Statistics. The Diocese of Munster includes: the Prussian Department of Munster in Westphalia; the parish of Lette, in the Department of Minden; three enclaves in the Department of Arensberg; the city district of Duisberg; the districts of Dinslaken, Rees, Cleves, Gildern, Kempen, and Mors in Rhenish Prussia; the city of Wilhelmshaven in the Province of Hanover; the Duchy of Oldenburg. The 408 parishes of the diocese are distributed in 22 deaneries, of which 12 are in Westphalia, 8 in Rhenish Prussia, and 2 in Oldenburg. In 1910 there were in the diocese 1,427,203 Catholics, 664,737 Protestants, 8758 Jews. The diocesan priests numbered 1333, of whom 1259 were engaged in parochial work, teaching, or ecclesiastical administration; 74 were absent on leave or were retired; there were 133 regulars. In addition, 38 ecclesiastics not belonging to the diocese were domiciled in it. There has been an unbroken succession of auxiliary bishops since 1218. The cathedral chapter consists of a provost, dean, 8 canons, and 6 honorary canons. The vicariate-general is composed of the vicar-general, 6 ecclesiastical councillors, a notary Apostolic for the diocese, a justiciary, 3 secretaries, and 7 other officials. Besides the of cialite at Munster, there is also one at Vechta for the Oldenburg section of the diocese. The diocesan institutions are: the seminary for priests (36 students who were already deacons in 1910), the Collegium Borromwum for theological students (182 students), the Collegium Ludgerianum (111 pupils), the institute for Church music all at Munster; at Gaesdonck, near Goch an episcopal seminary for assistant priests, and the Collegium Augustinianum; 4 episcopal institutions for poor children, and the Maria Hilf institute at Tilbeck for epileptic women and girls. There are 13 ecclesiastical professors in the theological faculty and one in the philosophical faculty at Munster. Among the state aided Catholic higher schools are 11 Gymnasia, one Realschule, 6 seminaries for male and 2 for female teachers. There are also a large number of high schools for girls, generally carried on by nuns.
The city of Munster contains 27 houses of religious orders and congregations. The members conduct most of the 25 Catholic institutions for public benefit and charity in the municipality. The male orders and congregations represented in the diocese are: Franciscans, 5 monasteries, 40 fathers, 13 clerical novices, 11 lay brothers; Capuchins, 4 monasteries, 34 fathers, 9 clerics, 23 brothers; Trappists in the colony for men out of work at Maria Venn, 8 fathers, 12 brothers; Benedictines, an abbey and a priory, 15 fathers, 28 brothers; Dominicans, 2 monasteries, 12 fathers, 7 lay brothers; Society of Missionaries of the Sacred Heart of Jesus, 1 house, 19 missionaries; Alexian Brothers, 1 institution for the care of insane men, 46 brothers; Brothers of Mercy, 2 houses, 41 brothers; Brothers of St. Francis, 3 houses, 19 brothers. Female religious orders and congregations: Benedictine nuns of the Perpetual Adoration, 3 houses, 151 sisters; Sisters of the Visitation of Mary, 1 house, 35 sisters; Poor Clares, 3 houses, 92 sisters; Ursulines at Dorsten, where they have a higher school for girls, a boarding-school, a seminary for female teachers etc., 60 sisters; Sisters of Mercy, motherhouse at Munster, 81 branches in the diocese, 240 sisters; Sisters of Our Lady of Charity of the Good Shepherd, motherhouse and branch house, 125 sisters; Sisters of the Divine Providence, a motherhouse, 63 filial houses, and 640 sisters who conduct a large number of schools for girls, homes for girls, houses for the needy and helpless, etc.; Nursing Sisters of the Third Order of St. Francis, a motherhouse, 83 branch houses, 894 sisters; Sisters of Our Lady, a motherhouse, 41 branch-houses, which carry on boarding schools, day-schools, homes for girls etc., 590 sisters; Sisters of the Christian Schools of Mercy, who conduct higher schools for girls, day-nurseries, sewing-schools, take care of the sick, etc., 24 houses, 146 sisters; Poor Serving Maids of Jesus Christ, 4 houses, 47 sisters; Poor Franciscans of the Sacred Heart of Jesus and Mary, a hospital with 7 sisters; Sisters of Penitence and Christian Charity of the Third Order of St. Francis, 3 houses, 152 sisters; Sisters of St. Charles Borromeo at Cleves, 13 sisters; Grey Sisters of St. Elizabeth, 1 house, 8 sisters; Daughters of the Holy Cross, 4 houses, 99 sisters; Missionary Sisters of the Sacred Heart of Jesus, a motherhouse, 78 sisters; Dominican Nuns from the motherhouse at Arenberg in the Diocese of Trier, 3 houses, 10 sisters. Among the religious associations are: the association of priests, young mens associations (84), Marian sodalities for young men (262), journeymens unions in 81 towns, merchants associations (36), workmens unions (134), miners unions (47), sodalities for men (77), congregations of Catholic young women (250), societies of Christian mothers (325), the Bonifaciusverein, the Societies of St. Vin-cent, of Blessed Albertus Magnus, etc.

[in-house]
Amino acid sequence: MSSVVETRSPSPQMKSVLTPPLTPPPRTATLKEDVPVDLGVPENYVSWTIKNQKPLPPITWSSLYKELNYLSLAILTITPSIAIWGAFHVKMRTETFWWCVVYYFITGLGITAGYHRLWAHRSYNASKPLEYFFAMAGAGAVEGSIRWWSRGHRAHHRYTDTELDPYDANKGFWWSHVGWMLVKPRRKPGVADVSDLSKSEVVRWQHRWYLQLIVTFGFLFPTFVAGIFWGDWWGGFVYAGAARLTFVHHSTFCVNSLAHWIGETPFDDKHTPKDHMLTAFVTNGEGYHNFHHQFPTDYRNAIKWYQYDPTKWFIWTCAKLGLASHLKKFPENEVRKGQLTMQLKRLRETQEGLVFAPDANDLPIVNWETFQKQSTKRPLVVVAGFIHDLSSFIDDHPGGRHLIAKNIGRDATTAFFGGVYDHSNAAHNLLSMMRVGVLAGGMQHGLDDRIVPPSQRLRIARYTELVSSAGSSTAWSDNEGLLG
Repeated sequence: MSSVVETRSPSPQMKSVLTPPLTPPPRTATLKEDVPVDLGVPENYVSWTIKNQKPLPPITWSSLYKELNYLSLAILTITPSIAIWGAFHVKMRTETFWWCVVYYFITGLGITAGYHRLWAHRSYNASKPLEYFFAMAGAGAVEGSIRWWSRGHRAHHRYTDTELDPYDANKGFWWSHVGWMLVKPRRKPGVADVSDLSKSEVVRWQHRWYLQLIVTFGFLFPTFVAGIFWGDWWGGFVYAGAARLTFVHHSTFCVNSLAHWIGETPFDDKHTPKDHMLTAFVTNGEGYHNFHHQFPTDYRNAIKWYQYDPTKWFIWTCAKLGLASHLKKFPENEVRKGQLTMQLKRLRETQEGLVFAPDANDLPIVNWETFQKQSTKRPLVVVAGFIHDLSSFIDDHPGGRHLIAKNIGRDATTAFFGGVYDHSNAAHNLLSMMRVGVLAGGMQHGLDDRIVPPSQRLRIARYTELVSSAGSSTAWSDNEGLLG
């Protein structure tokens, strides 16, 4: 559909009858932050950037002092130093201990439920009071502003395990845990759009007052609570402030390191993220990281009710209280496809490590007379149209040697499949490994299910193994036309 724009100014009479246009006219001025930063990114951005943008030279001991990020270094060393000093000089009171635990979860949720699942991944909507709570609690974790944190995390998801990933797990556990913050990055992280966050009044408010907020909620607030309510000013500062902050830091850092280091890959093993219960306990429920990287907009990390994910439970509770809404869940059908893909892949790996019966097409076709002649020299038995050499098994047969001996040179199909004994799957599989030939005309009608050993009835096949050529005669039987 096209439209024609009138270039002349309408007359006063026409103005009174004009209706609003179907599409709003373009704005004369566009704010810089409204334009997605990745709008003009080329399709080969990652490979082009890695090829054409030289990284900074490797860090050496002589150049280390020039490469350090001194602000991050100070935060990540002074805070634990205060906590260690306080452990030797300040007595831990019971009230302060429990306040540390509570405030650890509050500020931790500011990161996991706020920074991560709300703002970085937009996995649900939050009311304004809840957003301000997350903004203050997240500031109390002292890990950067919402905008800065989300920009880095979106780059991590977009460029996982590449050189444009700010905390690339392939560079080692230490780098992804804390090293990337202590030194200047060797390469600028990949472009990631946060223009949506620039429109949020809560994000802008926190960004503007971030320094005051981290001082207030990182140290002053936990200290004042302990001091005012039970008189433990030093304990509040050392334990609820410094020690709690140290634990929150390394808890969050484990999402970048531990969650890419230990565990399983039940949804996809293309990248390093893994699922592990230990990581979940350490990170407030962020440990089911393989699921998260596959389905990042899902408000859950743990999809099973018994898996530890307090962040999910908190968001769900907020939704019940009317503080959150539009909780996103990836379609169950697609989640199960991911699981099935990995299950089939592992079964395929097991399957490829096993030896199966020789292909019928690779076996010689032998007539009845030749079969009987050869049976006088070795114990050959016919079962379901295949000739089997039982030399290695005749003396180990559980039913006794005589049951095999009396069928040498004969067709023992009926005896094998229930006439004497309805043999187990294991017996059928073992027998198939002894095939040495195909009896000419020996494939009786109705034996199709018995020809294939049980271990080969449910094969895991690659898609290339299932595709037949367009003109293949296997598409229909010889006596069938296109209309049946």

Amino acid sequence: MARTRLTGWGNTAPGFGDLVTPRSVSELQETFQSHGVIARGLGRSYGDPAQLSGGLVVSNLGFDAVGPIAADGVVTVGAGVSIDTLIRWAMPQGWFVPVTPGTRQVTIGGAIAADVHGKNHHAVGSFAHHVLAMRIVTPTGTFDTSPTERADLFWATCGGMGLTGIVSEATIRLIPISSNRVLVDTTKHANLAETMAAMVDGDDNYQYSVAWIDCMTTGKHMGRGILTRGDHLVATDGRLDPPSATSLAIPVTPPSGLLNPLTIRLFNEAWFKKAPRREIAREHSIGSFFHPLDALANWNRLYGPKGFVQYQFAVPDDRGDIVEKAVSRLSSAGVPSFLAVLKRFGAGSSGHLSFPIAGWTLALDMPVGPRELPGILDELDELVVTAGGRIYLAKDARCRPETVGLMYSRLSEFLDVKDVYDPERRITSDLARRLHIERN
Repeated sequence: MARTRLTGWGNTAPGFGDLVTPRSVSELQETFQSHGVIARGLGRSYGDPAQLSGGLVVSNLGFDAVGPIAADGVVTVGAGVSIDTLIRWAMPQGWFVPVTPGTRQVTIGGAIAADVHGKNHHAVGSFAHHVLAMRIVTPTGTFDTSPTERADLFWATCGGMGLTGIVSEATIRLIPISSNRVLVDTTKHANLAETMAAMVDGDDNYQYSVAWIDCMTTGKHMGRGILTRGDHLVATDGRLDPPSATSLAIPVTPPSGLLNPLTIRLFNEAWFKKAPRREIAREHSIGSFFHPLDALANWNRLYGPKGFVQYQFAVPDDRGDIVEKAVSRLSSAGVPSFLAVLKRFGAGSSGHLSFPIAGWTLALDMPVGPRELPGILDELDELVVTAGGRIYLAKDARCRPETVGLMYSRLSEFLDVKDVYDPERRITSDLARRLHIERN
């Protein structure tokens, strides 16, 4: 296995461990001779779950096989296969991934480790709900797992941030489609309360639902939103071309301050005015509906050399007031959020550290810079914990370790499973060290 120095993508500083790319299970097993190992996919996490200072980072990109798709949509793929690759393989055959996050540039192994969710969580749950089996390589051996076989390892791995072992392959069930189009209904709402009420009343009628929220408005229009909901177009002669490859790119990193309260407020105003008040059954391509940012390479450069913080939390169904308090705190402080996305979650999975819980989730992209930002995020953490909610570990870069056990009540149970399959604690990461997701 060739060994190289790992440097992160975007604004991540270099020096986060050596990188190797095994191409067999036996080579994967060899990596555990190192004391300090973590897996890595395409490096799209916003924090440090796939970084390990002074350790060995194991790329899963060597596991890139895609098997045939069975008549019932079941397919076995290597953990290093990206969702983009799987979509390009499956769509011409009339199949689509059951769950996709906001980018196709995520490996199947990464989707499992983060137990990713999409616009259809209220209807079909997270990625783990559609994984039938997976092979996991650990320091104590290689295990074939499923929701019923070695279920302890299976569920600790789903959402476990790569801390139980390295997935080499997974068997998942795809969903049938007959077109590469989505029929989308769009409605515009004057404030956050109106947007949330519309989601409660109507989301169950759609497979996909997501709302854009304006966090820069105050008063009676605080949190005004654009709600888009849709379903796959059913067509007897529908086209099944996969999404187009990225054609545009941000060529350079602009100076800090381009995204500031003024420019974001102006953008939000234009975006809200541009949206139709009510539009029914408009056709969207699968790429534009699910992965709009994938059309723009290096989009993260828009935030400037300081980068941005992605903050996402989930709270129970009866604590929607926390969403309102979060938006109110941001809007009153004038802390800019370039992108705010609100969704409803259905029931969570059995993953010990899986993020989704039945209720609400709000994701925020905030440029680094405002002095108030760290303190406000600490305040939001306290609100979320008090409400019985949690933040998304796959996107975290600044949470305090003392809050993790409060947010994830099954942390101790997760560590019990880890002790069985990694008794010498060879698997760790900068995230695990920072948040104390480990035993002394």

The principal churches are: the cathedral (built for the most part between 1225 and 1265, in the transition period from Romanesque to Gothic architecture, while the great doorway, built in 1516, is late Gothic in style); the Gothic church of St. Lambert built, on the site of an old parish church, in the second half of the fourteenth century, with a new Gothic tower, about 312 feet high, added in 1887-90, to replace the old one on which had hung the iron cages that held the bodies of the executed Anabaptists; the church of Our Lady, a fine fourteenth-century Gothic building erected on the site of the chapel of the Virgin, built by St. Ludger; the church of St. Ludger, built about 1170, enlarged 1383; the collegiate church of St. Moritz, founded 1070, and enlarged, 1862, in Romanesque style. Besides these, the following deserve particular mention: the Romanesque churches of Freckenhorst and Emmerich; the Gothic churches at Xanten (Cathedral of St. Victor), Ludinghausen, Cleves, Kalten, Kempen, and Nottuln.